Why You Need An Estate Plan
Let’s say that you and your spouse want to go away for the weekend, and that you have minor children at home. What do you do? You call someone you trust to stay with the kids and then, in all likelihood, you leave him or her with a detailed list of important numbers, people, contacts, and so on. You leave a mini plan of action . . . just in case!
Well, if you are self-employed and you pass away unexpectedly, what happens? If you haven’t left a similar plan of action, called an estate plan, the lives of your loved ones will be thrown into turmoil, just like your family would if something happened on your weekend away and they did not have detailed instructions.
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Without an estate plan, all sorts of problems will arise when you pass away:
- Your estate and/or business will owe more on taxes than necessary
- Your business, and the income it derives, might have to be shut down if no one knows how to run it, what to do, who your important contacts are, what accounts you have, and so forth.
- Everything you own will have to be probated by the legal system. Your loved ones will have to hire attorneys, and a nice chunk of your estate will end up paying legal fees and court costs.
- As probate is a public process, what you owned and owe will be public knowledge, and your love ones will not see any money for up to a year, until the probate is over.
But all of these unenviable fates, and more, can be avoided if you take some time now to create an estate plan for you and your small business. An estate plan is nothing more than your plan of action for how you want your assets distributed should you pass away. It utilizes various tools to effectuate your desires as quickly and inexpensively as possible.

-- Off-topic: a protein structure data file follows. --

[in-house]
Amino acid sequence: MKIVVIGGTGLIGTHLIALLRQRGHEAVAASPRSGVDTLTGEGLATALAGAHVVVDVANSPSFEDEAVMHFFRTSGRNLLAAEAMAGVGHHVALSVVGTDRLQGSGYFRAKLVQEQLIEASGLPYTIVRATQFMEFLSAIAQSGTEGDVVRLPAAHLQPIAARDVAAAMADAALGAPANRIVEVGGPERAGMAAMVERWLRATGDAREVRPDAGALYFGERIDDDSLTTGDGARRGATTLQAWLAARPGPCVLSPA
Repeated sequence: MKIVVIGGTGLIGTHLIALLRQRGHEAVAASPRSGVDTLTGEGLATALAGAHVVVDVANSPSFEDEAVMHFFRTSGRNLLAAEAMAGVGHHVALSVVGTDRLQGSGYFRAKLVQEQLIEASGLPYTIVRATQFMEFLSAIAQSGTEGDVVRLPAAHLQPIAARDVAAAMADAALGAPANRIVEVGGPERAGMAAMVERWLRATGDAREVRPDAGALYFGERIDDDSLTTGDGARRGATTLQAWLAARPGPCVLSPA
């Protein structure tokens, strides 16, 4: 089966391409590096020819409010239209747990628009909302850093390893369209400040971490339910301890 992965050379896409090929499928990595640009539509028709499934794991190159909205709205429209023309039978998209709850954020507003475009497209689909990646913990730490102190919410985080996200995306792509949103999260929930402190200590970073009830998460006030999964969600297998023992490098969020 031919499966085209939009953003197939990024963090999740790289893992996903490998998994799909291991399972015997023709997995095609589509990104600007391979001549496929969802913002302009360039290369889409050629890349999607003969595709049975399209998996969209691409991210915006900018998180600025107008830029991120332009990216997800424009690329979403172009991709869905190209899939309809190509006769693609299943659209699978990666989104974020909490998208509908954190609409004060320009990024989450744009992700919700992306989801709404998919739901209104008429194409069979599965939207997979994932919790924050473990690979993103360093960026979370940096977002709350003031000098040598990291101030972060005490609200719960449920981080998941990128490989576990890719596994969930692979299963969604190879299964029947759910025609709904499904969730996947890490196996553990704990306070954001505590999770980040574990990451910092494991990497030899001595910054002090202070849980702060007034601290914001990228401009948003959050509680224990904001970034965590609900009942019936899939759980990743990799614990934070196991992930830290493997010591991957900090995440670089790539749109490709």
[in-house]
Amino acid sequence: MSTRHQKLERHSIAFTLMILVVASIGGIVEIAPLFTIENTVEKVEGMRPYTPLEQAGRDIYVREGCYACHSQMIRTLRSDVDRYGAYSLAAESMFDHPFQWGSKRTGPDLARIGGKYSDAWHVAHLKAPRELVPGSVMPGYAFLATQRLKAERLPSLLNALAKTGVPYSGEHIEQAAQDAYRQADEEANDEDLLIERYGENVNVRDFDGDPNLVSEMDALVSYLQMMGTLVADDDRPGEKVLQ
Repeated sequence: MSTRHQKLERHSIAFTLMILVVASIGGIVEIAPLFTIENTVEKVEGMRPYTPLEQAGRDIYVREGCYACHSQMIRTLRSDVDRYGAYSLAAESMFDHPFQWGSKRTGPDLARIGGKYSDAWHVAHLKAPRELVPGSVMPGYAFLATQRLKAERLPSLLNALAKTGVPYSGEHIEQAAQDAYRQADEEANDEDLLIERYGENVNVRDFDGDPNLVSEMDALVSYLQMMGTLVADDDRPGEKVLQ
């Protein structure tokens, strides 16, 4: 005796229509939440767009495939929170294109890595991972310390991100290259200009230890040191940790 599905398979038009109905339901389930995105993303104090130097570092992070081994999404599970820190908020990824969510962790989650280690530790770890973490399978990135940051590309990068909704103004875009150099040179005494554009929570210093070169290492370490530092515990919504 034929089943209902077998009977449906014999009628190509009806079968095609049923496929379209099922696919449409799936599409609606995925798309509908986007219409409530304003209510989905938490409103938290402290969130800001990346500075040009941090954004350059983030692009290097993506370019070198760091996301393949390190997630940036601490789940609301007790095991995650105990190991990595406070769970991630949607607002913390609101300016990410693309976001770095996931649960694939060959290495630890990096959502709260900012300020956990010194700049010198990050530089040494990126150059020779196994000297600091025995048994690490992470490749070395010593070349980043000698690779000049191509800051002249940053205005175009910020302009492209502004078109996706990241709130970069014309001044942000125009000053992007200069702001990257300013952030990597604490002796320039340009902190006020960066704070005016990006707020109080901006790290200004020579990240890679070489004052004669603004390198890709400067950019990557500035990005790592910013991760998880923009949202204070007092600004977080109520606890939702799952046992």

The Elements of An Estate Plan For Small Businesses
The main parts of your estate plan are these:
1. A Will and a Living Trust: Both are documents that transfer what you own to whom you want when you die. But that is where the similarities end. Although a will does allow you to decide who gets what, using one still means that your assets will go though probate.
It is far more advisable for the self-employed business owner then to get a living trust. A living trust is similar to a corporation – it is a separate legal entity that you create and control that 1) details what you want to have happen to your assets, and 2) owns those assets. Because the trust owns your assets, when you pass away, there is nothing to probate.
Thus, a living trust has several advantages over a will:
- It is private
- It allows you to bypass probate altogether
- It saves on taxes
- It transfers your assets immediately upon your death
- It saves in legal fees and court costs
2. Life Insurance: Why are you in business for yourself? One major reason is to take care of your family, financially speaking. However, not all small businesses are cash cows, and many self-employed have no value once the owner is gone. In that case, how will your family survive?
Life insurance, especially term life insurance, is the answer. It is very inexpensive and having it means that your loved ones will have enough money to buy a home, pay for a wedding, go to college, or whatever.
3. IRS Tax Breaks: Although these days the federal estate tax (also known as the death tax) does not kick in until you pass several million dollars on to your heirs, states also have their own inheritance taxes, so it would behoove you to have an estate plan for tax-planning purposes.
4. Buy-Sell Agreements: If several people own your business, a buy-sell agreement is necessary. Without one, your beneficiaries may get stuck owning a business they don’t want and can’t sell, or your partners may get stuck with partners they never expected. A buy-sell agreement mandates that upon certain conditions (like the death of a shareholder or partner) parties to the agreement must sell their shares to the other parties at a fair market price.
5. Succession Plan: If yours is a sole proprietorship or you otherwise are a one-person business, you need a plan in place so that your heirs know how to either 1) run things without you, or 2) sell the business. What the business owns, owes, important contacts, bank account information, and so forth must be laid out in a clear way. If you want a particular family member to run the business (or own it), you need to discuss this with that person and teach him or her what they need to know.
It is wise to see an estate planning attorney to help you with this entire process.